This morning the government spent a lot of time telling us they couldn’t afford to increase pay for the best doctors in the world, Ontario doctors. They can’t afford to do that, but they can afford a 27% increase in CEO salaries at CCACs over the last four years. Again, that’s ridiculous. Yet we can’t get a collective agreement at CarePartners for our nurses in Niagara. And the CCAC HNHB, in anticipation of the AG’s report on CCACs, walked out 10 middle managers in one day last week. Does that tell you how top heavy they are, that they can get rid of 10 in one day?

This government has broken promise after promise and wasted billions of dollars in the fallout. It’s time for them to stand up and do the right thing. It’s time to cap public sector CEO salaries.

Mr. Wayne Gates: I would like to rise today and talk about one of the most important projects in the province of Ontario today, the Canadian Motor Speedway in Fort Erie. This is a project that is going to bring half a billion dollars of investment into our community and create good-paying and stable jobs for the people of my riding.

The talented Canadian Motor Speedway team and their executive director, Azhar Mohammad, have been working tirelessly with elected officials from all levels of government over the last few years to eliminate barriers and get this project completed. I’m happy to say we’re very close to achieving that goal.

This is a project that has partnered with Niagara College, Brock University, McMaster University and the University of Ontario Institute of Technology, and invested in research and design that will benefit the people of this province. It’s working with the automotive industry to ensure that the bright young minds of our province have the funding to innovate for a greener, more successful future in this industry.

Simply put, this is a project that can help make Niagara the economic engine that drives the growth of this province and I’m proud to support it.

Mr. Speaker, I hope that the members in this House will stand with me and ensure that we get this project completed, which can create thousands of jobs for this riding and bring in millions of dollars of economic development year after year after year.

Mr. Wayne Gates: Mr. Speaker, thank you for allowing me to speak today. I’d like to use my time to highlight something I see happening across my riding and across the province.

We’re seeing people really starting to support their local communities by buying local. They are turning to local farmers’ markets, local wineries and local workers, to highlight a few examples. They are even going on staycations, where they stay at home and see their local sites and entertainment, giving back to their community and the tourism sector. I’ve been calling on communities to buy local for years. I’m very happy to see that so many people are supporting that initiative.

In my riding, I’d like to commend Dan Patterson, president of Niagara College, for opening up their pre-qualifying bid process to allow bids from local contractors. This kind of thing creates an opportunity for skilled tradespeople who live and work in Niagara. By expanding their list of pre-qualified bidders, they were able to include two local companies. By making room for locals and supporting our local electricians, construction workers and builders, we’re making sure good, decent jobs get back into our communities.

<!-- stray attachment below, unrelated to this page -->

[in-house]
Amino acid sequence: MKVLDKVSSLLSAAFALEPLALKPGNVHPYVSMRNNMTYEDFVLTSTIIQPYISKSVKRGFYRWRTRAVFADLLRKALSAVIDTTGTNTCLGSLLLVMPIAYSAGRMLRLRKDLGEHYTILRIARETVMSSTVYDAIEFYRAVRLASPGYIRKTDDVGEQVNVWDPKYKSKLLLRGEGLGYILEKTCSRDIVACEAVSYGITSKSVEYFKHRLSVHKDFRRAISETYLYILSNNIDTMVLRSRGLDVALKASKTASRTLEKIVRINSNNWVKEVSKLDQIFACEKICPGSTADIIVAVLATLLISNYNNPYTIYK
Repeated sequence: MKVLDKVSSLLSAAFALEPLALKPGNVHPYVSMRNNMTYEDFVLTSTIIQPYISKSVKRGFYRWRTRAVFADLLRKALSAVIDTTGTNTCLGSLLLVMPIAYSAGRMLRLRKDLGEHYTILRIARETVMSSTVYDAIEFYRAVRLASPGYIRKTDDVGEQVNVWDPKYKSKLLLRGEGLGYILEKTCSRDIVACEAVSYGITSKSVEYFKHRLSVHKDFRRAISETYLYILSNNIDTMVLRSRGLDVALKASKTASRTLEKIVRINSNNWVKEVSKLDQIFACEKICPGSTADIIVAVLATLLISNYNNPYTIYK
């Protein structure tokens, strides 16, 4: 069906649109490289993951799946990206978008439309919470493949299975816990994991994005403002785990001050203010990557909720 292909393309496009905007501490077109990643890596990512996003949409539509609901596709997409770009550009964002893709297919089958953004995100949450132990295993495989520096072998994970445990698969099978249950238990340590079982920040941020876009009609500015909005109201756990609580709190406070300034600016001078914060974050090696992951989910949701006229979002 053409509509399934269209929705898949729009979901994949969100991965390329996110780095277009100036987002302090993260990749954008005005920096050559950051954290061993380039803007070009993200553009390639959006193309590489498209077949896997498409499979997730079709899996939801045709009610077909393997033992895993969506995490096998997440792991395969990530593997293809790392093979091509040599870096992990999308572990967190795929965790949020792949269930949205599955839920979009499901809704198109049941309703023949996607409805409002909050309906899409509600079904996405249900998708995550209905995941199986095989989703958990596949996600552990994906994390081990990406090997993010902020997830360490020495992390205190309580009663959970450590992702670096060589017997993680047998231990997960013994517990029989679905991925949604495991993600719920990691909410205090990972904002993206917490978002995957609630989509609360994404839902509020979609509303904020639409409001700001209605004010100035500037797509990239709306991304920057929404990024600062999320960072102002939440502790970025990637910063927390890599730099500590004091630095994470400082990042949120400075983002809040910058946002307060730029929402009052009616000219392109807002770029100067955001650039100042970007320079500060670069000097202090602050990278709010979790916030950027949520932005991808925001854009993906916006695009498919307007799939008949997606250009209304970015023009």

I’d like to see this trend continue, especially with our new hospital in Niagara Falls. I’d like to see this province buy local and support our local wineries and our local arts and culture across the province. By taking into account areas where there is high unemployment and by focusing on buy-local strategies, we can put good, hard-working Ontarians back to work.

Mr. Wayne Gates: The agri-food business brings over $30 billion into the Ontario economy each year and fuels in some way upwards of 750,000 jobs. This industry is a major economic driver and a major job producer. Those stats alone show that this industry needs the support of government. Directly, this is driven by the upwards of 15,000 farmers in Ontario who cover more than five million acres of land.

But there’s more to it. A province that can’t feed itself is a province doomed to fail. Really, this isn’t hard to see. It’s a sad story all over the province of Ontario right now. We have families turning to food banks, turning to local charities to try to access food. We’re talking about seniors and children here who don’t have food.

With proper government assistance, we’ll never need to worry about that in Ontario. As many of my colleagues have pointed out, we have a vibrant and innovative agricultural sector in all corners of this province, producing world-class food and products. If we work together, we can get this food to the people of Ontario who need it. We can do that by supporting our farmers.

Let me say this clearly: Agriculture insurance is a fundamental tool we can use to protect our farmers right here in Ontario. This bill we’re debating today will allow for insurance to be offered to more producers in this province. This is an integral step to giving our agriculture sector the backing they need to be able to grow their businesses. With this kind of insurance, we can make sure that our farmers here in Ontario know that if something out of their control occurs, the government will be there to support them.